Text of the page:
Archive - News Article
Nineteen-year-old Skyler J. Linn was sentenced in Custer County District Court Dec. 16, to 12-15 months in the Nebraska Department of Corrections. The sentence was part of a plea agreement Linn and his attorney reached with the State.
Linn was arraigned in Custer County Court Dec. 6, and was charged with three counts of burglary and one count of possession of a stolen firearm. All are Class III felonies. The burglaries involved Broken Bow businesses, including Garrett Tire, Farritor Auto Parts and Clark Dental.
Finances and personnel were the key issues discussed at the Monday meeting of the Broken Bow Board of Education.
The Board voted unanimously to approve the resignation of Dave Pruden, BBHS business teacher and head girls basketball coach, effective Dec. 20, 2010. Interim superintendent Dr. Virginia Moon declined to comment on the circumstances that led to Pruden's resignation.
Michael Chipps, president of Mid Plains Community College, was among those who braved the cold Monday morning to check out the progress of the new Custer Campus in Broken Bow. MPCC is one of the colleges who will be leasing space and providing classes at the campus when it opens in the Fall of 2011.
The college campus is the result of a large fundraising effort in Custer County and the surrounding area. The majority of the funds being used to build the college came from individual donors and businesses in the area, through the efforts of the Custer Economic Development Corporation.
Last week the M. Eighmy Foundation presented a generous donation to the Custer County Historical Society. This gesture was one of the foremost contributions to a fund drive that began a few weeks ago, to raise money toward improving the museum.
Saturday, Dec. 18, 2010, officers from the Nebraska State Patrol and the Custer County Sheriff's Office investigated a triple fatality traffic crash that occurred around 2:30 p.m., two miles west of Ansley on State Highway 2.
While the first week of December was exceptionally busy for the Broken Bow Volunteer Fire Department, facilitator Andy Holland says calls for the year are below the average - and that is a good thing.
As of Monday, the department had been dispatched to a total of 50 fire calls throughout the 2010 year, compared with the annual average of 70. However, December started out with a bang, with the BBVFD receiving five calls in the first seven days of the month.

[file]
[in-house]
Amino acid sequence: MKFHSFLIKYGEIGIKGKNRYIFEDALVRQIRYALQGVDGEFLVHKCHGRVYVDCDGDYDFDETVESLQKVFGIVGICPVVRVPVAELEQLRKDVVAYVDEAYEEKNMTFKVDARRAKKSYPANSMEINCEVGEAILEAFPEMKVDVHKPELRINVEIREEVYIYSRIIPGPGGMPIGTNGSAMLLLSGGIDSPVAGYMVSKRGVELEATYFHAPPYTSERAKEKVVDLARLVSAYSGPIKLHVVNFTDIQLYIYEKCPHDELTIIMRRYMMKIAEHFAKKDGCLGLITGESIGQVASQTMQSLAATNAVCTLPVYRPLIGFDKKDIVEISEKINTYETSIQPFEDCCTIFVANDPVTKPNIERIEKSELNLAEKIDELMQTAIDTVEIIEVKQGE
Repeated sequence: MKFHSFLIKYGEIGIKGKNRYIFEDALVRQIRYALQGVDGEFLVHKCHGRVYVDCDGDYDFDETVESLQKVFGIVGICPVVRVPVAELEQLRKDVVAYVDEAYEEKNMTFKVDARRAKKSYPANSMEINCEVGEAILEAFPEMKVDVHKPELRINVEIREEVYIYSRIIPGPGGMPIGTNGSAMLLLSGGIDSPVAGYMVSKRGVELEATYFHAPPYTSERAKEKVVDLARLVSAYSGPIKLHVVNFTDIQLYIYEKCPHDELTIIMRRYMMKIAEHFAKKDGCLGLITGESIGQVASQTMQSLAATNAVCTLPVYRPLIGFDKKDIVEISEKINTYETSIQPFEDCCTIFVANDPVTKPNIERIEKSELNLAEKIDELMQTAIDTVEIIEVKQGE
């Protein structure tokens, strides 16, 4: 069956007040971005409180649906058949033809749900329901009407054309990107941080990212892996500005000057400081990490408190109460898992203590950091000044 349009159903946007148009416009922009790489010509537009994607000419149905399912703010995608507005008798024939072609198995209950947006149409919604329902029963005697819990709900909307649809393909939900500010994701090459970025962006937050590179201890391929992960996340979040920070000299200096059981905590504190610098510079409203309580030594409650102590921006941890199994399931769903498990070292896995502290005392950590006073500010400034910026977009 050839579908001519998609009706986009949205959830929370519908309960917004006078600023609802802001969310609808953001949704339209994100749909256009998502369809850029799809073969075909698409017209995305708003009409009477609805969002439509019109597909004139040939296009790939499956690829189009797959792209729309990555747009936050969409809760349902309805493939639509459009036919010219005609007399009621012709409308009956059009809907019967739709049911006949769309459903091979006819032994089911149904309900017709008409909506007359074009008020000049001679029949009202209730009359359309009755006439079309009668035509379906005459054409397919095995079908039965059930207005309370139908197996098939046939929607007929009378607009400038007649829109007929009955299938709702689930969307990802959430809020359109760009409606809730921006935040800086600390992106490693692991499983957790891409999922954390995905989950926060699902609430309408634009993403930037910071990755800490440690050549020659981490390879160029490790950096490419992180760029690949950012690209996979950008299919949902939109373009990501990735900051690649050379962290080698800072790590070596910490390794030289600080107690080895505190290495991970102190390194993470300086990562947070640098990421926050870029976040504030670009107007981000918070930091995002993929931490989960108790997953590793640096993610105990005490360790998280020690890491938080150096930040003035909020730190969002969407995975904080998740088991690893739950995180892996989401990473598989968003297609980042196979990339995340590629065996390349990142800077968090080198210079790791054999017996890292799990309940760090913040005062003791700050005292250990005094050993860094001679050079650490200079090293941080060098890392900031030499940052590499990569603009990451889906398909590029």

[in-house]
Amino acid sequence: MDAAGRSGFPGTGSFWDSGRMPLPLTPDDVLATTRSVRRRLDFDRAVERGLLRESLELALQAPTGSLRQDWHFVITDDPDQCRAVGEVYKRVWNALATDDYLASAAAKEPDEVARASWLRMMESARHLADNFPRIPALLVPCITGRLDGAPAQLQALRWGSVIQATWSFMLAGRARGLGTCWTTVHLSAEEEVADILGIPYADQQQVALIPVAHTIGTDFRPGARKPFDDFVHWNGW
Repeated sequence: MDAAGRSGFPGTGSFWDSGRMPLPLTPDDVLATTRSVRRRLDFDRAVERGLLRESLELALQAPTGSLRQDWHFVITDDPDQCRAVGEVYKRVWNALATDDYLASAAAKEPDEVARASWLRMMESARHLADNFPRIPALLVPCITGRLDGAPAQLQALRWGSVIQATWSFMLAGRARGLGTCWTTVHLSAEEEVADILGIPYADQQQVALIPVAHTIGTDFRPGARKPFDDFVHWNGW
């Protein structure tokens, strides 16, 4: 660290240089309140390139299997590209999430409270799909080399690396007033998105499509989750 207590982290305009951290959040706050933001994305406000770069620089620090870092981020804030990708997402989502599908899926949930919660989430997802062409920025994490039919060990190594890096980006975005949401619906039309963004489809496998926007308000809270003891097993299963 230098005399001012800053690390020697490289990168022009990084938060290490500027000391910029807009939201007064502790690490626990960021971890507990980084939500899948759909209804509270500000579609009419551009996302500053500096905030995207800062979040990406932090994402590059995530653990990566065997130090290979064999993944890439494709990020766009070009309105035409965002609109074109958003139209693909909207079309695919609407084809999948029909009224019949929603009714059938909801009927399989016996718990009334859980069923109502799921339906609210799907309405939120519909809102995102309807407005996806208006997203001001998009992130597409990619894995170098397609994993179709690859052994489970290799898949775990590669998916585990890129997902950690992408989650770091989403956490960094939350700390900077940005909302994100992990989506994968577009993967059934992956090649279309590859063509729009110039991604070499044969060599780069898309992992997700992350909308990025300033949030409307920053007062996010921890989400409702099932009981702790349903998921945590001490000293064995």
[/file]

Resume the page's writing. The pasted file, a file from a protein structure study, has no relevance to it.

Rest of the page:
The School Garden in Broken Bow had a very special guest last Friday, a bird of prey.
The 3-year-old Peregrine Falcon is one of the prides and joys of Michael Garcia, a falconer from Chicago. Michael says he tries to come to Nebraska every year to allow his birds to soar, to fly, to hunt.
The Blackburns thought he and his birds would be a fun âShow and tellâ. They were correct.
âThe sport of Falconry is at last 4,000 years old,â Michael explained later. âThere are those who would argue that it is at last 10,000 years old. You see the pictures inscribed as hieroglyphics. â
Broken Bow has a new mayor. Cecil Burt was sworn in, along with councilmen Jim Franssen and Scott Spanel at Mondayâs city council meeting. The swearing in ceremony was part of the âsine dieâ proceedings which hands the governing of the city from one mayor and council to the next.
The new mayor said he is going to work to learn how to run a city along with the councilâs help. Franssen is new to the council, but not new to city government, as he has previous experience as a member of Broken Bowâs city council.
Broken Bow Volunteer Firemen and members of the EMT crew, along with staff from Jennie Melham Medical Center and local law enforcement all participated in a special Haz Mat training session Wednesday evening. The training was held at the Broken Bow fire hall, with several local teens portraying "victims" of a chemical spill in the mock drill.
Last Saturday, Gary and Melanie Doyle opened up their home to visitors - lots and lots of visitors.
Those visitors came from miles away, most of them curious to see just how an old schoolhouse can function as a family home. Nearly everyone was very impressed with what they saw.
The Doyleâs say they were very surprised at the turnout for their Open House, with 130 guests signing the guest book in the front entrance of the home. Many of those attending had gone to school in the building, while others were simply intrigued at the thought of such a transformation.